The Principle Behind Our Piezoelectric Motors
PCBMotors consist of two parts: The Stator, which holds the actuators and electrical connecting circuit; and The Rotor, which is pressed onto the surface of the stator and delivers the mechanical output.
A traveling wave is generated over the stator surface, acting like a flexible ring to produce elliptical motion on the rotor interface. The elliptical motion of the contact surface propels the rotor and the connected drive-shaft. The teeth attached to the stator can be used to increase rotational speed. Operation depends on friction between the moving rotor and stator as well as amplitude and quality of the wave traveling on the stator.
A traveling wave is generated within the stator by activating two modes simultaneously. These modes are induced by a drive circuit performing cos(w t) and sin(w t) signals, respectively, close to the mechanical resonance of the stator ring. The traveling wave’s direction can be reverse by changing the sign on one of the drive signals.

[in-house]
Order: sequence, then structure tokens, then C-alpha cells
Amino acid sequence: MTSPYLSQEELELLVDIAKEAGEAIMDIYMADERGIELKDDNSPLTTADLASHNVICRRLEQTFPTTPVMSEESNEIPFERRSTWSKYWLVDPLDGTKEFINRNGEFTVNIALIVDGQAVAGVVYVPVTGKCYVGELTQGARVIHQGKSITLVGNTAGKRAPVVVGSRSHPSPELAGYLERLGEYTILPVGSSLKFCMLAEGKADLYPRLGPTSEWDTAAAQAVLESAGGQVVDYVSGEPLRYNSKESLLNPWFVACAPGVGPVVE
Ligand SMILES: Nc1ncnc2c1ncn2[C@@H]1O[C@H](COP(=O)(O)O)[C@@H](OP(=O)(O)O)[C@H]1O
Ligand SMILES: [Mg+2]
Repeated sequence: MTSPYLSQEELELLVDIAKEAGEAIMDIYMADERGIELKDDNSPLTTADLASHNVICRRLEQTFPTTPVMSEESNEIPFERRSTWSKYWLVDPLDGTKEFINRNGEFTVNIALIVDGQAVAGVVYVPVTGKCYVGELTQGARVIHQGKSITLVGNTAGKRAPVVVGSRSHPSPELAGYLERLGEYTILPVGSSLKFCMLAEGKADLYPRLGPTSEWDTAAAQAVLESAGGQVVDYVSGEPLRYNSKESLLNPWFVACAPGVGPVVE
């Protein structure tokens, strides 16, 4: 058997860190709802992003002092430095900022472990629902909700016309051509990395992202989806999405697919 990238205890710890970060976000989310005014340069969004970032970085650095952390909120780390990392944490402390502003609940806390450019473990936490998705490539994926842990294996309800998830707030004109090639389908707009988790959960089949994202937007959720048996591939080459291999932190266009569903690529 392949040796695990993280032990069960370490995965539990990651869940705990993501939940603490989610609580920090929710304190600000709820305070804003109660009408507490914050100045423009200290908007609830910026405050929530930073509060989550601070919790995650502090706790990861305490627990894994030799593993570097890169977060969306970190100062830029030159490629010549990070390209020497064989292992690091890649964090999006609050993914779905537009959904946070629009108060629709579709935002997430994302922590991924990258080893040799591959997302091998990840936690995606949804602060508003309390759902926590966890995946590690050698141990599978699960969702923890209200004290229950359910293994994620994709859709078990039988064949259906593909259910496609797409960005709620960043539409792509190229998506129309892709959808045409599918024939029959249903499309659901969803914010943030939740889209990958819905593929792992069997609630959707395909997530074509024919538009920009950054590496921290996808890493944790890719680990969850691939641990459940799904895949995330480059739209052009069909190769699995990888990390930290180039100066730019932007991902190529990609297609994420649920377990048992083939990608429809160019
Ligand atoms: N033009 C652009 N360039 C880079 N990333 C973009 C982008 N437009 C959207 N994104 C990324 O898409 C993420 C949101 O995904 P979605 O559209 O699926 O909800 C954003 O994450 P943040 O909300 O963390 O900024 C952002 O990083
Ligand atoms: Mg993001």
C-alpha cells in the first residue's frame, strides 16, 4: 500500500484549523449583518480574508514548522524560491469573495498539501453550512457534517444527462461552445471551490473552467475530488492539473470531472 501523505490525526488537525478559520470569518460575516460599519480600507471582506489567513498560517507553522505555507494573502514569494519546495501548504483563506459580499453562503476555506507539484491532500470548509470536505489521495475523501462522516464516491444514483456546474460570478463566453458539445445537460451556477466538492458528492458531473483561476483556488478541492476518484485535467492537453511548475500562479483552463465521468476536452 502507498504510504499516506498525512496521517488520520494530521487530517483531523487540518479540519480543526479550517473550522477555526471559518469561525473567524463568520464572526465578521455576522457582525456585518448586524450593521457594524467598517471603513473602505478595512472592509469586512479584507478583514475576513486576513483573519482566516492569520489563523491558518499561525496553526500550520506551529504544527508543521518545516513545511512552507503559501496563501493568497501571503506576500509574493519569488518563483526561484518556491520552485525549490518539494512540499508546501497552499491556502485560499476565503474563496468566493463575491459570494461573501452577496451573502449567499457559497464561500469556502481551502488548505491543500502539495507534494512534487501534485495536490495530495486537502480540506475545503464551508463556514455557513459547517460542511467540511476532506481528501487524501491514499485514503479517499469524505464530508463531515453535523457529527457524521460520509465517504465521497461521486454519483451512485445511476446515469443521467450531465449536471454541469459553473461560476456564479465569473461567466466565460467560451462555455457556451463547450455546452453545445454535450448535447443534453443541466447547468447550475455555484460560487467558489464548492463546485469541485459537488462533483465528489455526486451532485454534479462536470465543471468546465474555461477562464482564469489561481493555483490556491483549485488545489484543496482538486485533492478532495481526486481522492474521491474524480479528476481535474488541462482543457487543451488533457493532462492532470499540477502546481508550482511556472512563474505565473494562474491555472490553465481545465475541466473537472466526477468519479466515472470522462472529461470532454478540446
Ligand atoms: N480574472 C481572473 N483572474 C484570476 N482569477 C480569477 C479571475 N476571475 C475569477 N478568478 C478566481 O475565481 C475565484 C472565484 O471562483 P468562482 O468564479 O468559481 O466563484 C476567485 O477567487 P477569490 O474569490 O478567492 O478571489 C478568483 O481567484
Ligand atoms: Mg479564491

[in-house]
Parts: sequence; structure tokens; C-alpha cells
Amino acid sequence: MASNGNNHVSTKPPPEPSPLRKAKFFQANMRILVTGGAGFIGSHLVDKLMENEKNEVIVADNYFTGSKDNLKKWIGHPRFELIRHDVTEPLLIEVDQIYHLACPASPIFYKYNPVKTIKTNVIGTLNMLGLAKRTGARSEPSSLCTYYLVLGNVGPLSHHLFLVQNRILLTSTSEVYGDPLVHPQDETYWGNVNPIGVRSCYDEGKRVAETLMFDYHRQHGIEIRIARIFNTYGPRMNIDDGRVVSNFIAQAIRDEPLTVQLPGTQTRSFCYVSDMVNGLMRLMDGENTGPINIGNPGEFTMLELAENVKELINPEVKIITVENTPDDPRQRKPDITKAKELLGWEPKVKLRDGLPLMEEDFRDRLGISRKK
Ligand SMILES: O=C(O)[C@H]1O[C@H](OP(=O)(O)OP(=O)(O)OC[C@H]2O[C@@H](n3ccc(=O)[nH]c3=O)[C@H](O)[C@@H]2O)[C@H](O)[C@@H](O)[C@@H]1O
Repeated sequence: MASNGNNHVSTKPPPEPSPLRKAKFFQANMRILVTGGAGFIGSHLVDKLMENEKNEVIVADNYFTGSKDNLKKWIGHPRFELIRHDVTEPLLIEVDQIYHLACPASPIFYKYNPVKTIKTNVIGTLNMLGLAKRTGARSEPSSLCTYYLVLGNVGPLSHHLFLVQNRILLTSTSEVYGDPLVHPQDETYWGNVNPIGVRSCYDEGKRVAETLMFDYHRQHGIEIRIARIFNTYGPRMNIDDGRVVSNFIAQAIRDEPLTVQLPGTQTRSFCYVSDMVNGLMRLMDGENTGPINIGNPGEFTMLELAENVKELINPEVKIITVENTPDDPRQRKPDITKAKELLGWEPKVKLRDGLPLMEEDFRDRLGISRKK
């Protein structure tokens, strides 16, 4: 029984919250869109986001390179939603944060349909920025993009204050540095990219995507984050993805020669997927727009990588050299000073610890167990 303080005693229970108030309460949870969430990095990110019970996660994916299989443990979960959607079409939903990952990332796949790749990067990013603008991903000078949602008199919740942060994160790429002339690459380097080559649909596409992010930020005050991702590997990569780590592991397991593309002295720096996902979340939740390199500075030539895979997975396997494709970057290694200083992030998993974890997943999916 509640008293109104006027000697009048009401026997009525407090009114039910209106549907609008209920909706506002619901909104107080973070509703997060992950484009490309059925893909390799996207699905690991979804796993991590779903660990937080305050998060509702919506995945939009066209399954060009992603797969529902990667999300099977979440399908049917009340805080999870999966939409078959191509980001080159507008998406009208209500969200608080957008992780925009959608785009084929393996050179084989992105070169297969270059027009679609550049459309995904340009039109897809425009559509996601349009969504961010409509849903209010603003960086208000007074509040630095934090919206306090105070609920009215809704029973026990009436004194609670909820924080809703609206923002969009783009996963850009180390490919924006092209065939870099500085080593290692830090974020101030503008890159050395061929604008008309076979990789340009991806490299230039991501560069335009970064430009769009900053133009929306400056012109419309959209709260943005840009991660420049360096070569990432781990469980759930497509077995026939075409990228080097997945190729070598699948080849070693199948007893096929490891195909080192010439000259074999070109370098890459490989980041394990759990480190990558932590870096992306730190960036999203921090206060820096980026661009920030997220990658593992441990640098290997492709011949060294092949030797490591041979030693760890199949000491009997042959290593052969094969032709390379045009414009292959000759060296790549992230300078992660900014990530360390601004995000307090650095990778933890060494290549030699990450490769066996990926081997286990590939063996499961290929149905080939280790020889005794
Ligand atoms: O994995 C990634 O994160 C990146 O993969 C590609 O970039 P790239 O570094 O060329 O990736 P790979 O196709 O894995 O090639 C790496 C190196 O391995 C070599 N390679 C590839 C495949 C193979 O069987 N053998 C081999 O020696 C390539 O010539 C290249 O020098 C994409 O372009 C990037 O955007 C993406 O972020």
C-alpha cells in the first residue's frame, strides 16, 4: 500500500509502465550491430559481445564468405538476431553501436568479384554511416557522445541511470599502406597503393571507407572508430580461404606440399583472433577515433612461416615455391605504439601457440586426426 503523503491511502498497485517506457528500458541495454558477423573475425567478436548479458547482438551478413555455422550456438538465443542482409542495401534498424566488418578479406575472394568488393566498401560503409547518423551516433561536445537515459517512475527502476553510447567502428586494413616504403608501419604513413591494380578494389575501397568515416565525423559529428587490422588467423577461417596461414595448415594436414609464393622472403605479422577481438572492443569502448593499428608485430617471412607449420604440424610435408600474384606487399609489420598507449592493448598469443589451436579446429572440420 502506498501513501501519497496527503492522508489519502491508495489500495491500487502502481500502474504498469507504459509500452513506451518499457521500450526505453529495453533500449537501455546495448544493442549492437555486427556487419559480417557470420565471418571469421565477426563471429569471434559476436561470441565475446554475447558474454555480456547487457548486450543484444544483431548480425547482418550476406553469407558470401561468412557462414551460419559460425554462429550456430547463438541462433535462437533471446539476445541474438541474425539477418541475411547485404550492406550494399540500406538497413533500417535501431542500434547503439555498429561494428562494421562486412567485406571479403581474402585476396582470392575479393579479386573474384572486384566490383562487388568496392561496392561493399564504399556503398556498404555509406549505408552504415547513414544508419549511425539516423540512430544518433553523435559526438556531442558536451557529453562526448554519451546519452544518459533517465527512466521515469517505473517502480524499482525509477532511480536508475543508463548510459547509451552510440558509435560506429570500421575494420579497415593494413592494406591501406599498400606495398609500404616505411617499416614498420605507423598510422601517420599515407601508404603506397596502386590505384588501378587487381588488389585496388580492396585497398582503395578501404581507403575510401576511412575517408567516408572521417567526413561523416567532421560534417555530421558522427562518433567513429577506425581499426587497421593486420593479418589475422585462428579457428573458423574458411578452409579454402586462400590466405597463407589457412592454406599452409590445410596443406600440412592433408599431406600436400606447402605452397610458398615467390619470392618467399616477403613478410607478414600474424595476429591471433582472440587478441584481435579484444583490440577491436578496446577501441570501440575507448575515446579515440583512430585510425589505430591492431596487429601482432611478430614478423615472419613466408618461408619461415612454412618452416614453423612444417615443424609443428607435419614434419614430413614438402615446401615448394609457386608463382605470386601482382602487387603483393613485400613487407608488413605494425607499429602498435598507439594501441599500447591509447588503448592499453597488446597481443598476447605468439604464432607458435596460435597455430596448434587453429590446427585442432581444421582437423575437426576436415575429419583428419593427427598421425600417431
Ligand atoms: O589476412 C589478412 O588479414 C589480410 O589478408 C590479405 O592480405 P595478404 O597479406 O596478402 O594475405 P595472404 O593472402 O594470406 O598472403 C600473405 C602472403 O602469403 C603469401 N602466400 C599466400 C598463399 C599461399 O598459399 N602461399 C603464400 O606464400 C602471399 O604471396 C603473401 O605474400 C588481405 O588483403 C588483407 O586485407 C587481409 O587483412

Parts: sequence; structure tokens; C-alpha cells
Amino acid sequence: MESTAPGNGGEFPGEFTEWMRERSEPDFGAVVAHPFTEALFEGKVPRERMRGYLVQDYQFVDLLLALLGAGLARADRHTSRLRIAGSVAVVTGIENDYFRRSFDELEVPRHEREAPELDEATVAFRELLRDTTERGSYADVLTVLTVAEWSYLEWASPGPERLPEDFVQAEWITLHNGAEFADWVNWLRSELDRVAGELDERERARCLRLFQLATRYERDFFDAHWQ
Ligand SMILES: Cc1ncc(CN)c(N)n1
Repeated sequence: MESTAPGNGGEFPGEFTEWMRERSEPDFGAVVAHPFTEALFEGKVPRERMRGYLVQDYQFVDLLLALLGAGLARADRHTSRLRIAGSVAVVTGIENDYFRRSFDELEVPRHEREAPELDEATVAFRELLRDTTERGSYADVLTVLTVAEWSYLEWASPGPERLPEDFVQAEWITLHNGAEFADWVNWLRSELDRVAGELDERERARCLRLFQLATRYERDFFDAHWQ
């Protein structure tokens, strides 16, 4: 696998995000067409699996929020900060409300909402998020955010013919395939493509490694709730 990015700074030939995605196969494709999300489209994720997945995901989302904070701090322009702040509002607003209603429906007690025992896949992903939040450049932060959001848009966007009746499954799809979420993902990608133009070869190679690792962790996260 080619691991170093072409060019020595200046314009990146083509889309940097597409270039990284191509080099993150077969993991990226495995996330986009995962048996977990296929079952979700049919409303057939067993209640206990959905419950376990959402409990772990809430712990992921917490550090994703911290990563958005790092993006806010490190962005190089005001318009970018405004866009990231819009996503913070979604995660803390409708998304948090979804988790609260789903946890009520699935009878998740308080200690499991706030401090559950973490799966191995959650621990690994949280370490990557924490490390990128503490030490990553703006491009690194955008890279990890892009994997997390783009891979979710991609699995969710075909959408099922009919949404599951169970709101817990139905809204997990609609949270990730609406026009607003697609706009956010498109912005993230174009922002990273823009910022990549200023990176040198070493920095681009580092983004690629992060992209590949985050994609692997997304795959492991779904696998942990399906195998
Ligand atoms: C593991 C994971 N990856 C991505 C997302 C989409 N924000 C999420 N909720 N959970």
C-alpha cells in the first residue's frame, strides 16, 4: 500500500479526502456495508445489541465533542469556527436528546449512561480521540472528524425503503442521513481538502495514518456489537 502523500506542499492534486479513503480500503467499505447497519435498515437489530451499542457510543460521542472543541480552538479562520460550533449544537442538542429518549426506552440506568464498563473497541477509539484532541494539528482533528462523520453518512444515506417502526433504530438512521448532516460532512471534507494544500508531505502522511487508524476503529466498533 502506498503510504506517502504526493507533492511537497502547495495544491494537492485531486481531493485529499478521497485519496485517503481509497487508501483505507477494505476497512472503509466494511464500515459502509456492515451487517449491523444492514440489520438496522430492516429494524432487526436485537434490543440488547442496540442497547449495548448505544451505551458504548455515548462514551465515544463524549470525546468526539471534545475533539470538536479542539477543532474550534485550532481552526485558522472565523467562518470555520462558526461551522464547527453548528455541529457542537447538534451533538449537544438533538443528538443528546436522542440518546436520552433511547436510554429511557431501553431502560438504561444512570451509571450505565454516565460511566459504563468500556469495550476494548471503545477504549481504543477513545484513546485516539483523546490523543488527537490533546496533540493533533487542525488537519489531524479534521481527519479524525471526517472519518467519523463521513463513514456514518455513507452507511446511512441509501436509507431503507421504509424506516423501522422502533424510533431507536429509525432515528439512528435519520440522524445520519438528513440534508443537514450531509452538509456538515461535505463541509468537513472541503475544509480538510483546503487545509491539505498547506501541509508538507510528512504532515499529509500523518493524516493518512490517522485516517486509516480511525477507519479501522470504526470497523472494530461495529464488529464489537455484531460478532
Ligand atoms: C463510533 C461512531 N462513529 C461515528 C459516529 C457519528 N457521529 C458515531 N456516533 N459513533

|http://www.pcbmotor.com/video/up10_motor.swf||RotorThe rectification of the micro-motion is achieved by pressing the rotor on top of the stator. The frictional force between the two causes the rotor to spin. The resulting motion transfer operates as a gear and leads to a much lower rotation speed than the wave frequency. The rotor could be a special ring-shaped material attached to an output shaft, or it could be an integral part of the application that needs to be turned. Since the rotor is a passive component there is a great deal of freedom in the design. Most important is the surface behavior which must be compatible with the stator teeth material in order to produce the friction needed to drive the application.|